Me: You said earlier that the two tasks that you do: one is tracking down the communications of your adversaries and the other is protecting the communications of officials. So, do you consider Germany and the countries the US has been spying on to be adversaries or are you, right now, not speaking the truth?

Me: I mean do you consider European countries, etc, adversaries or are you, right now, not telling us the truth and lying when you say that actually you simply track – you keep focusing on that, but clearly the NSA is doing a lot more than that, as we know, so I’m just asking for a clarification.

NSA_F: I’m focusing on what our foreign intelligence requires of [garbled] so, I mean you know, You can define adversary as enemy and clearly, Germany is not our enemy but would we have foreign
national interest from an intelligence perspective on what’s going on across the globe. Yeah, we do. That’s our requirements that come to us as an intelligence community organization from the policymakers, from the military, from whoever –our global so–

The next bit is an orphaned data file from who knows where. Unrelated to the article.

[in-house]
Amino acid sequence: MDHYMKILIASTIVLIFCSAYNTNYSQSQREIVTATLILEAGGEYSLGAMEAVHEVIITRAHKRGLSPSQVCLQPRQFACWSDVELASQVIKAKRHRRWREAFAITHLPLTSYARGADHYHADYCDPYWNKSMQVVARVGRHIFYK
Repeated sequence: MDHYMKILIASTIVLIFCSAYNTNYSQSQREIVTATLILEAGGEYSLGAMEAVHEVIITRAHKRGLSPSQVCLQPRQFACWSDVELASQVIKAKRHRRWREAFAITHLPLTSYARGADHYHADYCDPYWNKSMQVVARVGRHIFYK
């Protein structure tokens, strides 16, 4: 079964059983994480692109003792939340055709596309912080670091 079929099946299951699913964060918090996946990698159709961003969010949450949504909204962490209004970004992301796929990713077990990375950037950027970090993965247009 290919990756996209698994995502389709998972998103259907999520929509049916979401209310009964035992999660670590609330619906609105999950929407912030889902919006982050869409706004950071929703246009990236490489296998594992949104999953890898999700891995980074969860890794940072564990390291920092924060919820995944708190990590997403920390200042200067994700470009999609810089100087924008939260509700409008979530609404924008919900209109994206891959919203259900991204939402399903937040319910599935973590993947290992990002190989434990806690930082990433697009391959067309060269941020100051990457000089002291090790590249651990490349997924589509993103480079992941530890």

Me: So adversary –adversaries you actually mean anybody and everybody. There’s nobody then by your definition that is not an adversary. Is that correct?

NSA_F: That is not correct.

Me: Who is not an adversary?

NSA_F: Well, ok. I can answer your questions but the reality is—

Me: No, I’m just trying to get a clarification because you told us what the two nodes of your work are but it’s not clear to me what that encompasses and you’re being fairly unclear at the moment. Apparently it’s somebody who’s not just an enemy. It’s something broader than that. And yet, it doesn’t seem to encompass everyone.

NSA_M: So for us, umm, our business is apolitical. Ok. We do not generate the intelligence requirements. They are levied on us so, if there is a requirement for foreign intelligence concerning this issue or this region or whatever then that is. If you wanna use the word adversary, you ca– we

This is not a tampon.